Gary - November 2019
Post date: Nov 23, 2019 3:22:13 PM
I hope that you will excuse me for starting this letter with a poem (not by me, but by Thomas Hood 1789-1845). It's called 'November'.
No sun - no moon
No morn - no noon
No dawn - no dusk - no proper time of day
No warmth - no cheerfulness - no healthful ease
No comfortable feel in any member
No shade, no shine - no butterflies, no bees,
No fruits, no flowers, no leaves, no birds,
Is this an exact descriptive poem about the hopelessness of this often dreary month? Or does it rather describe a clinically depressed person who does not realise that bright health is near (not too far to Christmas), but who is so wrapped up in the repeated joylessness of November that s/he can see no joy at all? Is this how you regard November? All gloom and doom. Surely as God's people we should regard this month as a time for remembering and of preparation for Advent and the joy of Christmas?
'Remembering?' I hear you say. Well. what about the first Sunday in November when we remember All the Saints? All the Saints!! How many do you think there are, and how many could you name? (There is no prize for the nearest approximation). According to my .Dictionary of Saints (pub.1985), there are 881 - an obviously out-of-date figure. What do you know about St Lebuin/Labienus (f.d.12 Nov)? Or St Justus of Canterbury (f.d. 10 Nov.), or even St Laurence O'Toole (f.d. 4 Nov.)? Neither do I, but they are all there in the book. On the other hand, you will all know something about St Andrew (f.d.30 Nov.), particularly if you are a Scot. All Saints is, of course, followed by All Souls when we remember those members of our families who are no longer with us and 'in a better place and on a wider shore'.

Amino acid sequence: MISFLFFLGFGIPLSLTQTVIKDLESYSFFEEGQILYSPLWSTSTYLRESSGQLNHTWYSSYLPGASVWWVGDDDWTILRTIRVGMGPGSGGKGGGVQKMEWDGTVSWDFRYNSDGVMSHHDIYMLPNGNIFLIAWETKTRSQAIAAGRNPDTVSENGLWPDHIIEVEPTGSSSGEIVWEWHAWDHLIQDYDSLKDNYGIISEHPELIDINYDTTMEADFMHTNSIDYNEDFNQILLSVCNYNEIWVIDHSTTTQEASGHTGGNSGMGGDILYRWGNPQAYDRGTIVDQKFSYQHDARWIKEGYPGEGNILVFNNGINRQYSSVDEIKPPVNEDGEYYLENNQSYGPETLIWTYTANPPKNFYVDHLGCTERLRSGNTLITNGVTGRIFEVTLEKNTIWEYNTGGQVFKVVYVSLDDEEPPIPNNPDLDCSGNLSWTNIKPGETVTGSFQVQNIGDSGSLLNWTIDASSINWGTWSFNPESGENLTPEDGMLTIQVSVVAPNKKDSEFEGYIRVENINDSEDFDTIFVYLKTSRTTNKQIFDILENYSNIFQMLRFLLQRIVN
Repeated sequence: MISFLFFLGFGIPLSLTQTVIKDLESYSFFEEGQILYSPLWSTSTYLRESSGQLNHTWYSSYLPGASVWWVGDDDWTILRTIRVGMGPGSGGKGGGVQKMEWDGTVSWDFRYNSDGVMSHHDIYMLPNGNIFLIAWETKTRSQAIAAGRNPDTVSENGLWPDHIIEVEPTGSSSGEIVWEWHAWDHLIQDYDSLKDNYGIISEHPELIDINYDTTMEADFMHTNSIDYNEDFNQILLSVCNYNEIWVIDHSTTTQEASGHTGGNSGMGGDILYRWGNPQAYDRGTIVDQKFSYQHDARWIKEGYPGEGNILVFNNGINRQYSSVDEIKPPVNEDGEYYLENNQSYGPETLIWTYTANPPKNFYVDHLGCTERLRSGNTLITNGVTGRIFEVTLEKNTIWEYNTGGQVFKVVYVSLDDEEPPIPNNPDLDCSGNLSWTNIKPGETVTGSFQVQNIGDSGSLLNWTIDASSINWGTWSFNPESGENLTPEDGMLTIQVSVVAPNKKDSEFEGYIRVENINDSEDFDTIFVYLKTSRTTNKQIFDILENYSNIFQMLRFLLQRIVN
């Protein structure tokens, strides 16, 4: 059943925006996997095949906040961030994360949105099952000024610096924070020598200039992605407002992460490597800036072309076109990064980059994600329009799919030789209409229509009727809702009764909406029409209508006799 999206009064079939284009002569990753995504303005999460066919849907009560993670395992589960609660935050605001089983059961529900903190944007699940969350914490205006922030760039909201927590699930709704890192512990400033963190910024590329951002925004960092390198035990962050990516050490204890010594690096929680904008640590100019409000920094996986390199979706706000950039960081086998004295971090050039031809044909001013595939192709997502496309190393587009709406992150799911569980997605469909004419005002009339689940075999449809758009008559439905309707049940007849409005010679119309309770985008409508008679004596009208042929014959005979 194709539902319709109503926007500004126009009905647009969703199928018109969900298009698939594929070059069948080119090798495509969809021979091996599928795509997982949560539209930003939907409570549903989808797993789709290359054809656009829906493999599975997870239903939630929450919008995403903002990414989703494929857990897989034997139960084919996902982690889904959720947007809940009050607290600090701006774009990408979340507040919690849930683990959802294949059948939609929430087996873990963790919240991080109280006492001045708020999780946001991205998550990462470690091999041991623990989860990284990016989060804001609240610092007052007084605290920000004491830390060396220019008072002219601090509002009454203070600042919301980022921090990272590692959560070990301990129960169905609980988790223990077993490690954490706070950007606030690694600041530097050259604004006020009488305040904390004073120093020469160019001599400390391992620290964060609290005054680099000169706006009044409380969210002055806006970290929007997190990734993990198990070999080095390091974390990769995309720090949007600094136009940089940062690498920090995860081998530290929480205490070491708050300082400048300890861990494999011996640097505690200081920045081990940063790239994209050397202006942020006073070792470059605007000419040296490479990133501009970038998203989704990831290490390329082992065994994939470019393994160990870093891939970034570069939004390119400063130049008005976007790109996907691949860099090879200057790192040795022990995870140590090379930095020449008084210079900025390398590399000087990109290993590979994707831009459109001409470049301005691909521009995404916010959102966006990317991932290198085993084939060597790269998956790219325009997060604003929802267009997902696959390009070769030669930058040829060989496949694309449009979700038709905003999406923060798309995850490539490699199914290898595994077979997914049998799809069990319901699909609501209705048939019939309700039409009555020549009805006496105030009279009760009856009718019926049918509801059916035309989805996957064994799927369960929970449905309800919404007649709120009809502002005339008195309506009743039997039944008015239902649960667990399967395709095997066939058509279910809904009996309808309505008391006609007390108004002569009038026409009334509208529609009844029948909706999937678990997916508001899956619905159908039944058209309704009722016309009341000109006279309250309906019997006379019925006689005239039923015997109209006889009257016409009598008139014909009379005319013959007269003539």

On November 5th we remember Guy Fawkes and the Gunpowder Plot. Perhaps we should have a re-run with the current Parliament to see if that might bring some sense into their current deliberations!! Five days later we have Remembrance Sunday and Remembrance Day, when we cast our thoughts towards those who were killed, maimed or injured (military or civilian) in two World Wars. We are now almost half-way through this gloomy month, but there is still joy to be found, because the last Sunday of the month - the last Sunday before Advent is the Feast of Christ the King, when we remember him as the Lord of Creation. If you are of an older generation, you may think of it as 'Stir-up Sunday' when , by tradition, all Christmas cakes and puddings should have been made!!
So November is not all gloom and doom, but a time for quiet reflection and joyful preparation. I began with a poem, and I am going to end with another, which I think is more in tune with these idle thoughts of an idle fellow, and presents a fairer picture of this month.
And November goes
With the last red berries
And the first white snows.
With night coming early
And dawn coming late
And ice in the bucket
And frost by the gate.
The fires burn
And the kettles sing
And earth slips to rest
Until next Spring.
With every blessing, now and always, Gary.